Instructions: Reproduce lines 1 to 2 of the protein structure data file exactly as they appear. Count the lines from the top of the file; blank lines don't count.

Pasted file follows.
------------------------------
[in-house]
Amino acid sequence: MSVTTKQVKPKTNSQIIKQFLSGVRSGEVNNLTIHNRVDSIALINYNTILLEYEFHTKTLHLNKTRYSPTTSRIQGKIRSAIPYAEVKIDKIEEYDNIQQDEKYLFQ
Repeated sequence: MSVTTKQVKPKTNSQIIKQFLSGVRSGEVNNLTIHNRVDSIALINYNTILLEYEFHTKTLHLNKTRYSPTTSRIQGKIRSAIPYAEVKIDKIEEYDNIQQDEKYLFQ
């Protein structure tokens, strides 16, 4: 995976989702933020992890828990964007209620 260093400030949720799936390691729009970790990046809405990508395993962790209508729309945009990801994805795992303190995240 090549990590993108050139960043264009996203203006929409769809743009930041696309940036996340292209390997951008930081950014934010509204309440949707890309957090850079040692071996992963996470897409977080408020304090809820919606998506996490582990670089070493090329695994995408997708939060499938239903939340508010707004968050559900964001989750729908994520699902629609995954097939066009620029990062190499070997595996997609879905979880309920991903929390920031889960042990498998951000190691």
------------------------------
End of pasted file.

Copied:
[in-house]
Amino acid sequence: MSVTTKQVKPKTNSQIIKQFLSGVRSGEVNNLTIHNRVDSIALINYNTILLEYEFHTKTLHLNKTRYSPTTSRIQGKIRSAIPYAEVKIDKIEEYDNIQQDEKYLFQ